DEAR EDITOR, on a day when an international report says rapid, far reaching and unprecedented changes are needed in all aspects of society to limit global warming, we are told that climate aid money is not reaching the most vulnerable in the Pacific.
Quoting from today’s Radio New Zealand’s news bulletin, 8 October 2018.
“The Intergovernmental Panel on Climate Change (IPCC) said limiting warming to 1.5 degrees compared to 2 degrees is necessary to ensure a more sustainable and equitable society.
“The report provides key scientific evidence ahead of the December climate change conference in Poland, when governments review the Paris Agreement to tackle climate change.
“It said every extra bit of warming matters, especially since warming of 1.5 degrees or higher increases the risks of long-lasting or irreversible changes, such as the loss of some ecosystems.
“The lower limit would reduce sea level rise by 10 centimetres by the end of the century, the Arctic Ocean would be free of sea ice in summer just once a century instead of once a decade, and coral reefs would decline by around 70 percent rather than be completely lost.
“It says “rapid and far-reaching” transitions are required and CO2 emissions will need to fall by 45 percent from 2010 levels by 2030.
“The report is clear that avoiding a warmer future above 1.5 degrees will bring significant benefits for millions of people who will face significantly reduced risks of flooding, food insecurity and climate stress, including Pacific communities,” said Associate Professor Bronwyn Hayward from Canterbury University, one of the report’s authors.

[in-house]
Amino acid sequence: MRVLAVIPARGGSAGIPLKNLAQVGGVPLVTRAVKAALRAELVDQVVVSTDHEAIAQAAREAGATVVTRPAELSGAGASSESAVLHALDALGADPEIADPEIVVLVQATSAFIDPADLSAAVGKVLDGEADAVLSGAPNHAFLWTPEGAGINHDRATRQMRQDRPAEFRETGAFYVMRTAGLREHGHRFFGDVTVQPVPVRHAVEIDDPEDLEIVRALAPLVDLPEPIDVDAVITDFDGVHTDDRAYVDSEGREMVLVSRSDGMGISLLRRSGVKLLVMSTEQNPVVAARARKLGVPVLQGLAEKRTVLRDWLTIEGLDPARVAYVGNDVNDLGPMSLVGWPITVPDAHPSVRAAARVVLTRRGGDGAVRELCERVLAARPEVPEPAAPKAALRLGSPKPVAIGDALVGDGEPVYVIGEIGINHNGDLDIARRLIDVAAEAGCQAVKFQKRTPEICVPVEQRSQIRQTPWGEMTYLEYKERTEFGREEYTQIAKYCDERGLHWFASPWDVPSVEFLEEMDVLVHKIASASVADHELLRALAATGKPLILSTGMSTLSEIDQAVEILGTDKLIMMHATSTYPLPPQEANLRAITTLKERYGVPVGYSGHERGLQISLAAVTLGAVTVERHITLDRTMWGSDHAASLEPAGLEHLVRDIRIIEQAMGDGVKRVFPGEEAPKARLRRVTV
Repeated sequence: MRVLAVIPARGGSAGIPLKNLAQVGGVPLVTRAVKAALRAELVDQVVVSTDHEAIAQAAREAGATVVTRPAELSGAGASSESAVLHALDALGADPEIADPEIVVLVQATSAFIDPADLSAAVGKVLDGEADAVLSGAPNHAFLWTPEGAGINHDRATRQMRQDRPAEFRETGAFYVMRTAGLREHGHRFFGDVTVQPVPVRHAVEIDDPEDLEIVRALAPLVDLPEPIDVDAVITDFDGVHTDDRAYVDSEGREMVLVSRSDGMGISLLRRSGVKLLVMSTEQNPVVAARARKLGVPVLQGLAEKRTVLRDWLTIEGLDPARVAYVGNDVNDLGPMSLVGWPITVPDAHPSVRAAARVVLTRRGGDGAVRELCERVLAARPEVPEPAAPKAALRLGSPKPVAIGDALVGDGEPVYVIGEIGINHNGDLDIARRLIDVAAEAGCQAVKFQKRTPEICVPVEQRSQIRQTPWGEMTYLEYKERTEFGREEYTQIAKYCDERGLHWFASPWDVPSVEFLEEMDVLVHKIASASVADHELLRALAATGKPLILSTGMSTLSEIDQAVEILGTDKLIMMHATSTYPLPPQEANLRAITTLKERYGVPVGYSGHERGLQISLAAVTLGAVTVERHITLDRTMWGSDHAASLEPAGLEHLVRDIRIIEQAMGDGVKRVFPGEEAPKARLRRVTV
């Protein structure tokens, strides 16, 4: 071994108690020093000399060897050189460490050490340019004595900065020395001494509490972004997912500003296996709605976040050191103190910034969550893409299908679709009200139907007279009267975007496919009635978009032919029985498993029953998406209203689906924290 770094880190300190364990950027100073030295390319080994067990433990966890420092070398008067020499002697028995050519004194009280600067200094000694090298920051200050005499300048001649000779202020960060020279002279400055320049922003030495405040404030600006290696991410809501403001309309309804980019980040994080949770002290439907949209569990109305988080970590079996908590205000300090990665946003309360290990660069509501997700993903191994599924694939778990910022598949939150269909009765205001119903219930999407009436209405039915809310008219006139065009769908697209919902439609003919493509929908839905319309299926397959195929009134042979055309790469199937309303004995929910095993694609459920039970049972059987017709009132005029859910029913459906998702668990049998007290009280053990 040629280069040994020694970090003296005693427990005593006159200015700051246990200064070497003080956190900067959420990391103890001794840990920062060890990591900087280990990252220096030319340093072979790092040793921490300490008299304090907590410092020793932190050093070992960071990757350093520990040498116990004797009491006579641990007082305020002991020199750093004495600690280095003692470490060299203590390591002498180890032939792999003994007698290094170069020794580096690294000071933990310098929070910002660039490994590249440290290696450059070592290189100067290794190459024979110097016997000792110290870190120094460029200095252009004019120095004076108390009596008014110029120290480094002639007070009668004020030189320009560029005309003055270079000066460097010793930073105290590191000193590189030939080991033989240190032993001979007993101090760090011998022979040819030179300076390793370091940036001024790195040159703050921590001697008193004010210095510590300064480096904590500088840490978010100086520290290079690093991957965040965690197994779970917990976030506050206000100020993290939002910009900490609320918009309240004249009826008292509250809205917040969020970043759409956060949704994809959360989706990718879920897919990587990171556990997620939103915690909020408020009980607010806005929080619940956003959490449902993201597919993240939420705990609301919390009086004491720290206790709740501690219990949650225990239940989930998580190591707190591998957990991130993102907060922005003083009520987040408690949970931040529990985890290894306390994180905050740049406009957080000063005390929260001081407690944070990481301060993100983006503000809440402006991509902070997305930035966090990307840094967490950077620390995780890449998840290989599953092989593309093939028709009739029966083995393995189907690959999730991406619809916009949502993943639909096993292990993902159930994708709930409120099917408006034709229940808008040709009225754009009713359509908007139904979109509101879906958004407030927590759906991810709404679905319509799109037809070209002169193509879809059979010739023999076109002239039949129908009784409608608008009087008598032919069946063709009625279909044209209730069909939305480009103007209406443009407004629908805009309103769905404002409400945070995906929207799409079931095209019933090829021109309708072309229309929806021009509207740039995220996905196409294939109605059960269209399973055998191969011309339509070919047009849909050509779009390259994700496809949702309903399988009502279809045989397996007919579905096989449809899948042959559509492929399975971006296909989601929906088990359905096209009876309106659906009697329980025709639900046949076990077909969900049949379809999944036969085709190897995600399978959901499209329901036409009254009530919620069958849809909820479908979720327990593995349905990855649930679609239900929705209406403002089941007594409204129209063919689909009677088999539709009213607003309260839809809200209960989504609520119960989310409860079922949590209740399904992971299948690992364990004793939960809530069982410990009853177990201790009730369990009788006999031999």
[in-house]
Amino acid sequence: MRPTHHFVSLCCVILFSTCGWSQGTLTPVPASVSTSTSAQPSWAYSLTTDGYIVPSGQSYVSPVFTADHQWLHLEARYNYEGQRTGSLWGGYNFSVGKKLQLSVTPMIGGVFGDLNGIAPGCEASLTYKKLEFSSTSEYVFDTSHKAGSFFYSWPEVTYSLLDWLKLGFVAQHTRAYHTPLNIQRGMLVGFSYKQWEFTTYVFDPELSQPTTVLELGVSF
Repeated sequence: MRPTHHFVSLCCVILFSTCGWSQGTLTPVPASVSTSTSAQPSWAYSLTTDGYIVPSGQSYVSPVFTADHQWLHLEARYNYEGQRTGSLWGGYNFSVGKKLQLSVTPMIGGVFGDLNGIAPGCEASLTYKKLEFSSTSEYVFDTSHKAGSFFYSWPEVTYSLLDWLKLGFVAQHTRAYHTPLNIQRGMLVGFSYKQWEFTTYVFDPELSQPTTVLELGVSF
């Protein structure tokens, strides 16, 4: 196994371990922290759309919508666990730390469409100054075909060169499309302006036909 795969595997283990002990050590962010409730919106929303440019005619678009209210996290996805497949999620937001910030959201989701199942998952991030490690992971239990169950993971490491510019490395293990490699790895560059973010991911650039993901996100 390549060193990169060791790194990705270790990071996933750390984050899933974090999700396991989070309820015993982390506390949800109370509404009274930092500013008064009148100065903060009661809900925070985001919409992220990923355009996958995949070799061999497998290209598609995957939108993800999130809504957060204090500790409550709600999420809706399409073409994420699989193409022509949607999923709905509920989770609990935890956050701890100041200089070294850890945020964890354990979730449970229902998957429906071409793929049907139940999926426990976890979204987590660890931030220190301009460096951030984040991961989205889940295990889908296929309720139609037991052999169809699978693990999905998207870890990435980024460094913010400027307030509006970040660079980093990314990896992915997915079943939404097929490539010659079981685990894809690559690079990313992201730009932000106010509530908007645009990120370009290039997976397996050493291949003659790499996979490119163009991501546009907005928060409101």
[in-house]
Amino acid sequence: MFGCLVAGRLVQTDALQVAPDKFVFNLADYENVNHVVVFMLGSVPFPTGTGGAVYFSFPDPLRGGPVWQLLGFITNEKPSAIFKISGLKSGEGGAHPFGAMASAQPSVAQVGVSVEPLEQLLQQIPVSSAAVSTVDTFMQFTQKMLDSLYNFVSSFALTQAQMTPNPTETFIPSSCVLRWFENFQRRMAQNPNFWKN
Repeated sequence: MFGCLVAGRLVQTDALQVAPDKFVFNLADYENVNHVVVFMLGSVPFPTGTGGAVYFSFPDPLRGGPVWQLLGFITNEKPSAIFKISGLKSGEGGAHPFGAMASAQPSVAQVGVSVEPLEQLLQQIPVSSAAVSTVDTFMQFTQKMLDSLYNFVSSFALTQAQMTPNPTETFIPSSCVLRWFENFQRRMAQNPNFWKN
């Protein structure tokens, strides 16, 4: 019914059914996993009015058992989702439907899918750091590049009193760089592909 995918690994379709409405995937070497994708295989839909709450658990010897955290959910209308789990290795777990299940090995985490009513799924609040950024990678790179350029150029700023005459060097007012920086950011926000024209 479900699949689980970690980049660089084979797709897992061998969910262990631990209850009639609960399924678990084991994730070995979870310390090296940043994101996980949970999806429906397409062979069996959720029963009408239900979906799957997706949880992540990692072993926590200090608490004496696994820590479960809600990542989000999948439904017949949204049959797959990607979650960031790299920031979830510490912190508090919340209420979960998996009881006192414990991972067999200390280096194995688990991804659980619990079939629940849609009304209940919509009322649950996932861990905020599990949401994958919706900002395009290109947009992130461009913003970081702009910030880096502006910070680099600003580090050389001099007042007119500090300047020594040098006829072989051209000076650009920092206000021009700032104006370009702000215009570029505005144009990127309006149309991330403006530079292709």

“The world is already seeing the consequences of 1 degrees of global warming through more extreme weather, rising sea levels and diminishing Arctic sea ice, the report said.
“The IPCC noted good news in that some of the kinds of actions needed to limit global warming to 1.5ºC were already underway, but they did need to accelerate, with current decisions vital to ensuring a safe and sustainable world.”
Copyright @ 2018, Radio New Zealand.
Meanwhile, also quoting from Radio New Zealand, we learn that around the world money is being poured into helping vulnerable countries fight climate change.
But Caritas New Zealand director Julianne Hickey said finance was not getting beyond large institutions and government structures.
“We’ve heard time and time again from the Solomon Islands through to Tonga, to Papua New Guinea, that it is not reaching those who need it most and those who’ve done the least to cause the issues of climate change.”
Caritas Australia Pacific manager Stephanie Lalor said preparedness was where money was best spent.
“We know for every one dollar invested in mitigation, preparation activities at community level, we save ten dollars in the cost of actually then responding to the impact of a disaster.”
Sad to think, as many in the Pacific countries are saying, the people have become the victims of a problem others had caused.